Hudson Valley Parent

HVP October 2016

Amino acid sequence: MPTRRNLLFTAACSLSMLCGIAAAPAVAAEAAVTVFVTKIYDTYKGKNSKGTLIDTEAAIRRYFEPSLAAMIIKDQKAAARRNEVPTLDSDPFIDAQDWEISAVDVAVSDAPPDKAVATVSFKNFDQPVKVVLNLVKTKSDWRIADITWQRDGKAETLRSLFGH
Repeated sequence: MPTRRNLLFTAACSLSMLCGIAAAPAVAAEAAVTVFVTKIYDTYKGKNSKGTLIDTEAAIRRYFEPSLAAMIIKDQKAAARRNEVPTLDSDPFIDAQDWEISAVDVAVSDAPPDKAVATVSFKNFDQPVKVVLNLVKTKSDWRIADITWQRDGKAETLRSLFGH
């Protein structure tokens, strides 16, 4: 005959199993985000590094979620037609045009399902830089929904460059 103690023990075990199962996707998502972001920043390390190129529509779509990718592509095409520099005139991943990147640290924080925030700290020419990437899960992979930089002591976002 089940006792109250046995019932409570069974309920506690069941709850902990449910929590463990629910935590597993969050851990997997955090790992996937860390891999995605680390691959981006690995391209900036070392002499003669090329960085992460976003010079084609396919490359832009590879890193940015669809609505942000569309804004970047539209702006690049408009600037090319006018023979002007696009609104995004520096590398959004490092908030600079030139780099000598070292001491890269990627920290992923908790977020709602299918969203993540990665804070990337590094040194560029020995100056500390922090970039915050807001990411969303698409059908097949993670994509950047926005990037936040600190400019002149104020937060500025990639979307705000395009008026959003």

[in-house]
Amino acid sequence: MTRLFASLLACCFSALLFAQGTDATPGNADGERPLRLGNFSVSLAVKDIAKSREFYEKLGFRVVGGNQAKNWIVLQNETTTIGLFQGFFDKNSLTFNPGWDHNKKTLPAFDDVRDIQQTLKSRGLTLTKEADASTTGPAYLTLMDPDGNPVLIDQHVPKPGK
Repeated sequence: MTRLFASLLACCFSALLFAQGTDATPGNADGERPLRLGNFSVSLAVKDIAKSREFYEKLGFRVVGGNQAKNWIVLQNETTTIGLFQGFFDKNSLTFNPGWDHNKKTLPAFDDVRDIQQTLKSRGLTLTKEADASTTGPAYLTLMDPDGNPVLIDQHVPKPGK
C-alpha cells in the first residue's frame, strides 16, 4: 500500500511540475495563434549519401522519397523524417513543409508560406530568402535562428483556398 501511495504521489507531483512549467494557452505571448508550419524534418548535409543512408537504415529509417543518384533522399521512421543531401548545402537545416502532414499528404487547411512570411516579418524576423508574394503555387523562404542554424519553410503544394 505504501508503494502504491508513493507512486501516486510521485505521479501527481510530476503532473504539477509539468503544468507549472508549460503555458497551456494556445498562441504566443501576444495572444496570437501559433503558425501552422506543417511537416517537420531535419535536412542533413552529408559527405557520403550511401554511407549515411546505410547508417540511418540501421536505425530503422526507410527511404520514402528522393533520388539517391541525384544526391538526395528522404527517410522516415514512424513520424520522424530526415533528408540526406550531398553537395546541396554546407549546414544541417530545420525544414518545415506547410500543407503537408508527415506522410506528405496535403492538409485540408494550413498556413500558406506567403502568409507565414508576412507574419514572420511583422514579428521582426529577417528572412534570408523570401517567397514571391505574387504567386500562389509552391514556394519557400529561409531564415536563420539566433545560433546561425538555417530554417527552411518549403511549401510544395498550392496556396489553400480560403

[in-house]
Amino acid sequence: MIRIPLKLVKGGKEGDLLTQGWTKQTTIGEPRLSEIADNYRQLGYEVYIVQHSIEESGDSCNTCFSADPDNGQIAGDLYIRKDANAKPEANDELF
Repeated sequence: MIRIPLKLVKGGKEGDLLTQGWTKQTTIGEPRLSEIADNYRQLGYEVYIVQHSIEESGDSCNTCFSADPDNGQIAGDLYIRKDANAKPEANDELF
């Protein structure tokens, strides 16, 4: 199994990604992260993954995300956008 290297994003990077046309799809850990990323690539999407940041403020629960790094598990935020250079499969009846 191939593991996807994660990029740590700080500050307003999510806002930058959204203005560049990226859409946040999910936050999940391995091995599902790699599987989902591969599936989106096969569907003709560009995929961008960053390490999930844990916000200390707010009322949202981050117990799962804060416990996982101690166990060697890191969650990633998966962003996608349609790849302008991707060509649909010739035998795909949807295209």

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22 Hudson Valley Parent n October 2016 By LINDA FREEMAN P erhaps you don't like your daughter's boyfriend. He texts her constantly and has pulled her away from her friends, family and former activities. He puts her down and she's become sullen and withdrawn. The relationship just doesn't seem healthy to you. Your parental instincts are likely right. According to Safe Homes of Orange County - a not-for-profit agency dedicated to assisting survi- vors of domestic violence, teen-dat- ing violence, and human trafficking - 80 percent of teens report knowing someone their age who has expe- rienced dating violence, and 1 in 3 will experience it themselves. The agency defines dating vio- lence as a pattern of abusive be- haviors used to gain and maintain power and control over a current or previous dating partner. The Division of Violence Pro- tection from the Center for Disease Control and Prevention (CDC) describes it as physical, sexual, psychological, or emotional violence within a dating relationship, includ- ing stalking. It can occur in person or electronically and might occur between a current or former dating partner. By either definition, your teen doesn't need to come home with a black eye to be a victim of dating violence - and you don't have to stand idly by wondering what to do to help. How it begins It should come as no surprise that teens receive messages about how relationships are supposed to work from what they witness through their peers, the adults in their lives and movies and television. Sometimes, the messages sent out can sadly suggest that relationship violence is par for the course. According to the CDC, teens are at risk for unhealthy relationships when they: • Believe that dating violence is acceptable • Have a friend involved in dating violence situations • Are depressed, anxious, or have other symptoms of trauma • Display aggression or aggressive behavior • Use drugs or illegal substances (including under-age drinking or prescription drug abuse) • See or experience violence in the home It is important to recognize that an abuser can often turn the physical hits or forced sex into a loving event by apologizing profusely and promis- When Romance Rages: Recognizing and preventing teen battering (Continued on Page 24)

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